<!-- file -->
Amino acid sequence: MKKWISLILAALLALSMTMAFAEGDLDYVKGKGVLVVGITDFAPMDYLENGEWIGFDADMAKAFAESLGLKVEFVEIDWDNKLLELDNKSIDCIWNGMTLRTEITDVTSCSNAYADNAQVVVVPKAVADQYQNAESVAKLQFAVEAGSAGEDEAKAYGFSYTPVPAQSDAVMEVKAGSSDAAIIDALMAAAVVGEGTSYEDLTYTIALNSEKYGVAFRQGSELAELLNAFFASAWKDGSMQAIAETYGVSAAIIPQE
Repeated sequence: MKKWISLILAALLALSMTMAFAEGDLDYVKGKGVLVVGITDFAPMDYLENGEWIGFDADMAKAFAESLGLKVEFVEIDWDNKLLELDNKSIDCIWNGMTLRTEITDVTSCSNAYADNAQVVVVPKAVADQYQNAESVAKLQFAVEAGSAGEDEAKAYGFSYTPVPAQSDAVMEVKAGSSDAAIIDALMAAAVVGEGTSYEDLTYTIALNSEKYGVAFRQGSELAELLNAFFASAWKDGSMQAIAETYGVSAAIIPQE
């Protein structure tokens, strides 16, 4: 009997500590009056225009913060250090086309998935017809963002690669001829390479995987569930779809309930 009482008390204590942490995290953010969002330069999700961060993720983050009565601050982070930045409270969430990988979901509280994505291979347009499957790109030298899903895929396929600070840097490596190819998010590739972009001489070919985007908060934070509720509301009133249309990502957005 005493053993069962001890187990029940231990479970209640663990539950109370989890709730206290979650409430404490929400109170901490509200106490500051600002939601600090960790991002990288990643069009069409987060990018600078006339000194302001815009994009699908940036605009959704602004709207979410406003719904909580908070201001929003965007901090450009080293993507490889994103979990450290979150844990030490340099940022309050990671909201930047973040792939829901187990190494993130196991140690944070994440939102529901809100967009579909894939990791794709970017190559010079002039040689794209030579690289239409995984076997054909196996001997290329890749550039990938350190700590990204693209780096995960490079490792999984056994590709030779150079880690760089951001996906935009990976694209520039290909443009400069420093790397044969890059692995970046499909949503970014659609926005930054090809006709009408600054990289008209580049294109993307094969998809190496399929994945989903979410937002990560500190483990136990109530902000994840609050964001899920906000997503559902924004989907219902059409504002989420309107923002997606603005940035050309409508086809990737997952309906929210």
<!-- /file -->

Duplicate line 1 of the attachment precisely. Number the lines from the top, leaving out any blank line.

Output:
Amino acid sequence: MKKWISLILAALLALSMTMAFAEGDLDYVKGKGVLVVGITDFAPMDYLENGEWIGFDADMAKAFAESLGLKVEFVEIDWDNKLLELDNKSIDCIWNGMTLRTEITDVTSCSNAYADNAQVVVVPKAVADQYQNAESVAKLQFAVEAGSAGEDEAKAYGFSYTPVPAQSDAVMEVKAGSSDAAIIDALMAAAVVGEGTSYEDLTYTIALNSEKYGVAFRQGSELAELLNAFFASAWKDGSMQAIAETYGVSAAIIPQE